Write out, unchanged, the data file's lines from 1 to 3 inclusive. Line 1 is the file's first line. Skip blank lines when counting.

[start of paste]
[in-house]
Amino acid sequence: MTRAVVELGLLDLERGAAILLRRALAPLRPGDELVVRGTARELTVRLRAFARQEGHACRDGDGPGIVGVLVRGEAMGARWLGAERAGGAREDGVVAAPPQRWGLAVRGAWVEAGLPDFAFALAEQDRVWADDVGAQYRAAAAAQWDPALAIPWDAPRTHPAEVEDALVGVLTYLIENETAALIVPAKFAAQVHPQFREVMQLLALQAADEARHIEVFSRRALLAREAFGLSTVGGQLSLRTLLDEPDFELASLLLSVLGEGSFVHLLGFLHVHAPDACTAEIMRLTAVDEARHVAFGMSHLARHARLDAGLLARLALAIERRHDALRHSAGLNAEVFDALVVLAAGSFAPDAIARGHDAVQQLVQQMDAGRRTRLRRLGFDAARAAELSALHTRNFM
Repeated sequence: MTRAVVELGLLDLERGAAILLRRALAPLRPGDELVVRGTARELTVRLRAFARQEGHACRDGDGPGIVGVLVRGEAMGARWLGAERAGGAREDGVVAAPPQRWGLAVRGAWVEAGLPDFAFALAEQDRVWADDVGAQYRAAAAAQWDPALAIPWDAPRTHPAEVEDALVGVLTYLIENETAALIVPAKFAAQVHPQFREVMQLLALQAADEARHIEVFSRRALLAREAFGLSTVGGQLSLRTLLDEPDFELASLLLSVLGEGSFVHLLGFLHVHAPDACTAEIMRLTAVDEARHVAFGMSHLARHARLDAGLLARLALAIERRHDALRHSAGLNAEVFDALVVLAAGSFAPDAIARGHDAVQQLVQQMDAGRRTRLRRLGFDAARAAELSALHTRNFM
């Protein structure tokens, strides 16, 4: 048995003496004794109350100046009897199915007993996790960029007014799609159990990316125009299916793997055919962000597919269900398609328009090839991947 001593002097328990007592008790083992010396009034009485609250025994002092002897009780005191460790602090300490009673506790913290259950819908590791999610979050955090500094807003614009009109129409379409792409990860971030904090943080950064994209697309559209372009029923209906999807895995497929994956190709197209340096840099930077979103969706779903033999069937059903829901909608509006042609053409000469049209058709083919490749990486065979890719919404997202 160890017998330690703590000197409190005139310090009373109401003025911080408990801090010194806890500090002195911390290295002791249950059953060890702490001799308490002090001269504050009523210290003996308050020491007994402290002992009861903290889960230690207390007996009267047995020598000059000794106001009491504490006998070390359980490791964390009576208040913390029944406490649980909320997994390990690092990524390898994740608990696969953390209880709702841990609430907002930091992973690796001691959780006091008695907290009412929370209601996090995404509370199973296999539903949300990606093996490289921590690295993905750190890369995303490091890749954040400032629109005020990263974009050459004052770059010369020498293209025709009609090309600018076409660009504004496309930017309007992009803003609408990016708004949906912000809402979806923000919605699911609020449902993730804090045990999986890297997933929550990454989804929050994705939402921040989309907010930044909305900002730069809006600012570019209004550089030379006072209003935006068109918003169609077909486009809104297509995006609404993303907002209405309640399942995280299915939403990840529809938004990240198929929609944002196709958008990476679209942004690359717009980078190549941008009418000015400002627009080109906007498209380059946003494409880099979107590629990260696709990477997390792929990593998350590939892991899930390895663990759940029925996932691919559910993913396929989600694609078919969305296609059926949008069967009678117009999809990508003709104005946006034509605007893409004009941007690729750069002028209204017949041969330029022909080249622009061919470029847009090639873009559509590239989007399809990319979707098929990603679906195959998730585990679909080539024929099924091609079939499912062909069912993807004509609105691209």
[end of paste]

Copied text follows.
[in-house]
Amino acid sequence: MTRAVVELGLLDLERGAAILLRRALAPLRPGDELVVRGTARELTVRLRAFARQEGHACRDGDGPGIVGVLVRGEAMGARWLGAERAGGAREDGVVAAPPQRWGLAVRGAWVEAGLPDFAFALAEQDRVWADDVGAQYRAAAAAQWDPALAIPWDAPRTHPAEVEDALVGVLTYLIENETAALIVPAKFAAQVHPQFREVMQLLALQAADEARHIEVFSRRALLAREAFGLSTVGGQLSLRTLLDEPDFELASLLLSVLGEGSFVHLLGFLHVHAPDACTAEIMRLTAVDEARHVAFGMSHLARHARLDAGLLARLALAIERRHDALRHSAGLNAEVFDALVVLAAGSFAPDAIARGHDAVQQLVQQMDAGRRTRLRRLGFDAARAAELSALHTRNFM
Repeated sequence: MTRAVVELGLLDLERGAAILLRRALAPLRPGDELVVRGTARELTVRLRAFARQEGHACRDGDGPGIVGVLVRGEAMGARWLGAERAGGAREDGVVAAPPQRWGLAVRGAWVEAGLPDFAFALAEQDRVWADDVGAQYRAAAAAQWDPALAIPWDAPRTHPAEVEDALVGVLTYLIENETAALIVPAKFAAQVHPQFREVMQLLALQAADEARHIEVFSRRALLAREAFGLSTVGGQLSLRTLLDEPDFELASLLLSVLGEGSFVHLLGFLHVHAPDACTAEIMRLTAVDEARHVAFGMSHLARHARLDAGLLARLALAIERRHDALRHSAGLNAEVFDALVVLAAGSFAPDAIARGHDAVQQLVQQMDAGRRTRLRRLGFDAARAAELSALHTRNFM